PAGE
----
Going back more than a decade, in the summer of 2012, HSBC was fined $1.9bn for inadequate compliance and anti-money laundering control processes.
The banking giant was found guilty of providing money laundering services to drug cartels as well as terrorist groups in the Middle East.
Ten years on, money laundering is still a serious problem. Less than a year ago, NatWest reluctantly admitted it had failed to properly monitor £365m when it was deposited into a customer’s account.
The case was widely seen as another major victory for the City’s financial watchdog – the Financial Conduct Authority (FCA) – as it marked the first time a financial institution faced criminal prosecution under relatively young anti-money laundering laws in the UK.
The affair sent shockwaves through the City and Canary Wharf as many financial institutions realised the FCA may be coming for them too.
With the spotlight firmly on the issues that money laundering exacerbates, and the staggering fines that HSBC and NatWest received, the cases could have been a serious call to action for London’s financial services space to get its anti-money laundering compliance in order.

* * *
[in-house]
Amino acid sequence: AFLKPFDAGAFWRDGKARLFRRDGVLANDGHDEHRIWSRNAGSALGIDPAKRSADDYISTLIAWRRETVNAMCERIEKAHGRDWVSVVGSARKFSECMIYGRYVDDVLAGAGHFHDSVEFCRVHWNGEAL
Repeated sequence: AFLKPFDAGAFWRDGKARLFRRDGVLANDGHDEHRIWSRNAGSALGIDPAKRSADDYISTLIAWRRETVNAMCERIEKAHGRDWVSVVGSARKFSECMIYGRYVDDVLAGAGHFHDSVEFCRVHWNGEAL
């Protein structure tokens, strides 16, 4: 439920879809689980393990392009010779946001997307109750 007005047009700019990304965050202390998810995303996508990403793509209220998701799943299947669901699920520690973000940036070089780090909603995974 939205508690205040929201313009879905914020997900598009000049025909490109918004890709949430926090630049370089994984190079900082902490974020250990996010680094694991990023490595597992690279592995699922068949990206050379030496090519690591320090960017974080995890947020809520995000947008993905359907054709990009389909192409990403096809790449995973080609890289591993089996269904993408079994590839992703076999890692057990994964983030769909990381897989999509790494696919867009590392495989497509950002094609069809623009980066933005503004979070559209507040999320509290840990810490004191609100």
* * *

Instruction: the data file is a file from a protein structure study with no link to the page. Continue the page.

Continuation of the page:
This has not been the case.
To discuss the failures in AML over the last 10 years and what comes next, City A.M. sat down with Richard McCall, CEO at Armalytix, a London-based data intelligence fintech that specialises in helping financial and professional services companies navigate through the complex and rapidly-changing AML maze.
McCall argued that, since the Russian invasion of Ukraine, serious efforts are being made to crack down on dirty money in the City and Canary Wharf.
Anti-money laundering regulation is hardly new, is it?
No, you are absolutely right, it is not, which makes it even more difficult to understand why we have not got the issue under control. Anti-money laundering (AML) regulation has been in existence for over 50 years, starting with the Bank Secrecy Act in the US in 1970.
A key moment in AML regulation history came in 1989, with the establishment of the inter-governmental Financial Action Task Force (FATF), which made money laundering a global concern and created an international standard that signalled a movement from a localised fight against financial crime to a truly global one. Year on year since then, updates to the AML rules have been added in response to global trends, for example new AML regulation in the UK in both 2017 and 2019.
Why are AML checks so important?
We must look at the problems money laundering facilitates. It allows drug cartels and terrorist groups to fund themselves, provides illegal access to arms, and plays a role in modern slavery – the list is long. It’s a critical issue that financial services companies are yet to get to grips with. On top of that, it’s not just from a societal standpoint that AML checks are so important, it’s also from a financial point of view.
“Firms risk financial and reputational risk from not staying on top of their due diligence.”Richard McCall